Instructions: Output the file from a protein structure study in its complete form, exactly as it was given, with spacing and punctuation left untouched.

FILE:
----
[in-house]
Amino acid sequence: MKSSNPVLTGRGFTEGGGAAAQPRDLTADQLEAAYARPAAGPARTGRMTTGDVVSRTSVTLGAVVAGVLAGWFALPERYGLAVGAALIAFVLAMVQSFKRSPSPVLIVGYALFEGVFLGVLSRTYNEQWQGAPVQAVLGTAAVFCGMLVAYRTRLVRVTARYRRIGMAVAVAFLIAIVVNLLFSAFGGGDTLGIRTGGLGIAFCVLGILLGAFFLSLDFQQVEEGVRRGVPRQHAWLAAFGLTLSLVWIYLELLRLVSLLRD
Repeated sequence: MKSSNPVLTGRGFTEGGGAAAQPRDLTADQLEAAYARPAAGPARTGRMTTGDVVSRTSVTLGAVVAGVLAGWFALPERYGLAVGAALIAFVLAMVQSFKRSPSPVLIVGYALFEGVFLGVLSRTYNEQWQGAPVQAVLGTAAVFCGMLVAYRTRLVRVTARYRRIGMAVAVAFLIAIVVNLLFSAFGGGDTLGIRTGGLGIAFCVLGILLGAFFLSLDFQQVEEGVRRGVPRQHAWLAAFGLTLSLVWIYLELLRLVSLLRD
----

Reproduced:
[in-house]
Amino acid sequence: MKSSNPVLTGRGFTEGGGAAAQPRDLTADQLEAAYARPAAGPARTGRMTTGDVVSRTSVTLGAVVAGVLAGWFALPERYGLAVGAALIAFVLAMVQSFKRSPSPVLIVGYALFEGVFLGVLSRTYNEQWQGAPVQAVLGTAAVFCGMLVAYRTRLVRVTARYRRIGMAVAVAFLIAIVVNLLFSAFGGGDTLGIRTGGLGIAFCVLGILLGAFFLSLDFQQVEEGVRRGVPRQHAWLAAFGLTLSLVWIYLELLRLVSLLRD
Repeated sequence: MKSSNPVLTGRGFTEGGGAAAQPRDLTADQLEAAYARPAAGPARTGRMTTGDVVSRTSVTLGAVVAGVLAGWFALPERYGLAVGAALIAFVLAMVQSFKRSPSPVLIVGYALFEGVFLGVLSRTYNEQWQGAPVQAVLGTAAVFCGMLVAYRTRLVRVTARYRRIGMAVAVAFLIAIVVNLLFSAFGGGDTLGIRTGGLGIAFCVLGILLGAFFLSLDFQQVEEGVRRGVPRQHAWLAAFGLTLSLVWIYLELLRLVSLLRD